If I be the first of us to die,
Let grief not blacken long your sky.
Be bold yet modest in your grieving.
There is a change but not a leaving.
For just as death is part of life,
The dead live on forever in the living.
And all the gathered riches of our journey,
The moments shared, the mysteries explored,
The steady layering of intimacy stored,
The things that made us laugh or weep or sing,
The joy of sunlit snow or first unfurling of the spring,
The wordless language of look and touch,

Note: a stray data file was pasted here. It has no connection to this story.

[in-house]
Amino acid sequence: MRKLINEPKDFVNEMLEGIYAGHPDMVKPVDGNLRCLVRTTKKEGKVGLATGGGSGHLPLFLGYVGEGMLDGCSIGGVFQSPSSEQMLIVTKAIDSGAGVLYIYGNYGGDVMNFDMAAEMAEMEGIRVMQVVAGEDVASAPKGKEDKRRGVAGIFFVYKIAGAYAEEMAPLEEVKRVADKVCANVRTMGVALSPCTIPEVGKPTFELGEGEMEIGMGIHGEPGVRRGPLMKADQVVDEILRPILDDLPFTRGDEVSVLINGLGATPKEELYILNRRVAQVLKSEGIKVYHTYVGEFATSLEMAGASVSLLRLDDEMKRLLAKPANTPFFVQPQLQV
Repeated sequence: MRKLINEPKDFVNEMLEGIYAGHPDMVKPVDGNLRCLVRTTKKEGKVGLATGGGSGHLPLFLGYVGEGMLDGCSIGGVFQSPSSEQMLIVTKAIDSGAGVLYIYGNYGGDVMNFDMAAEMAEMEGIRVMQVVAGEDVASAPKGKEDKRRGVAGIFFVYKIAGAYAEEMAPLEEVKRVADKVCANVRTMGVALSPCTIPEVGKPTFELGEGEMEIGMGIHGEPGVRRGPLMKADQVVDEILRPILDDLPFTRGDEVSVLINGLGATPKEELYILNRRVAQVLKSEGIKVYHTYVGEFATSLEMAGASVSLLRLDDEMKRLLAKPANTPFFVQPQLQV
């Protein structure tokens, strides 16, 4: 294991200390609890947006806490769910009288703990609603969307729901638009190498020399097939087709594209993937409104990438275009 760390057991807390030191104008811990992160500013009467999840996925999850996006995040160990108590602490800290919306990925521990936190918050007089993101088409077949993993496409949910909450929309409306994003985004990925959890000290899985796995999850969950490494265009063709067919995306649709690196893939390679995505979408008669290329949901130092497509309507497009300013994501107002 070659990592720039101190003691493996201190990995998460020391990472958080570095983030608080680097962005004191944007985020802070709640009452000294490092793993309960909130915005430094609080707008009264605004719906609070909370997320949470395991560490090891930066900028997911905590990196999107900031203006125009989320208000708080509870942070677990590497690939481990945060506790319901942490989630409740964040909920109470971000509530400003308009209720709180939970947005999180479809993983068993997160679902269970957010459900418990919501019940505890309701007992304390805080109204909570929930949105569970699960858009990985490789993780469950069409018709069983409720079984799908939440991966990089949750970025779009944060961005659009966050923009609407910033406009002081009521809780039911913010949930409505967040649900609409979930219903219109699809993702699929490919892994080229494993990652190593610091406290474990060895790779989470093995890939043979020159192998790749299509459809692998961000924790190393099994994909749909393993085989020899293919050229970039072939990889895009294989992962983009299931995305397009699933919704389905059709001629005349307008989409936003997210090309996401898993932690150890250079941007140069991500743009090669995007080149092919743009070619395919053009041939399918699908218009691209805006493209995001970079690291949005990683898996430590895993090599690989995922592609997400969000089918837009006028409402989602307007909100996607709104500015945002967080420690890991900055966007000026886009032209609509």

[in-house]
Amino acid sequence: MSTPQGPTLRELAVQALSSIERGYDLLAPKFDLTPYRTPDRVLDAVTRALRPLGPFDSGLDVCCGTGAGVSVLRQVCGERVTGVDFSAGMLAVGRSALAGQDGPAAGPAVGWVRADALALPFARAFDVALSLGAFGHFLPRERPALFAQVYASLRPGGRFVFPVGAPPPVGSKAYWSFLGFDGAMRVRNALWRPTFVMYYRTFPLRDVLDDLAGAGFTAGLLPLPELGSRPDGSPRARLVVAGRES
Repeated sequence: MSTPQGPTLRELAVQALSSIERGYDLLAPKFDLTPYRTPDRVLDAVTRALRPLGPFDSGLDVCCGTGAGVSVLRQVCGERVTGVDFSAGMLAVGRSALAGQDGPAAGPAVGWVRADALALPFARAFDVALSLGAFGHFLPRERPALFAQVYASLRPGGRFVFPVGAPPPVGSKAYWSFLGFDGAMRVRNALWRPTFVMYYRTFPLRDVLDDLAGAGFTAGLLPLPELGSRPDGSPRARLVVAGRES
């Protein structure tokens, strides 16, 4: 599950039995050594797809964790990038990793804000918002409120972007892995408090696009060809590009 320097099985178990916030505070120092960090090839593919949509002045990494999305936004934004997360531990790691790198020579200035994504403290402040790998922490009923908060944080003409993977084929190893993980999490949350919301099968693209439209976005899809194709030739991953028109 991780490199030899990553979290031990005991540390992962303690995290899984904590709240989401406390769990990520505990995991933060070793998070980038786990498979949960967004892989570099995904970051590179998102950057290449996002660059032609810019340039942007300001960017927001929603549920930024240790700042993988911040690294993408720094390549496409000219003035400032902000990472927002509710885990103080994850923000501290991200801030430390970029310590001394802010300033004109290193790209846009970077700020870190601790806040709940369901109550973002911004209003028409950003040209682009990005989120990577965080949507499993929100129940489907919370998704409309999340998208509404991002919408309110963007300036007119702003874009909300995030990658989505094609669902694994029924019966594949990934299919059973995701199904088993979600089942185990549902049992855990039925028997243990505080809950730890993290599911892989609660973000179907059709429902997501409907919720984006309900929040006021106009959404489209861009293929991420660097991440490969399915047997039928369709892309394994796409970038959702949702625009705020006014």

Each giving and each taking,
These are not flowers that fade,
Nor trees that fall and crumble,
Nor are they stone,
For even stone cannot the wind and rain withstand
And mighty mountain peaks in time reduce to sand.
What we were, we are.
What we had, we have.
A conjoined past imperishably present.
So when you walk the wood where once we walked together
And scan in vain the dappled bank beside you for my shadow,
Or pause where we always did upon the hill to gaze across the land,
And spotting something, reach by habit for my hand,
And finding none, feel sorrow start to steal upon you,
Close your eyes.
Listen for my footfall in your heart.
I am not gone but merely walk within you.
—Excerpt from “The Smoke Jumper”, 2001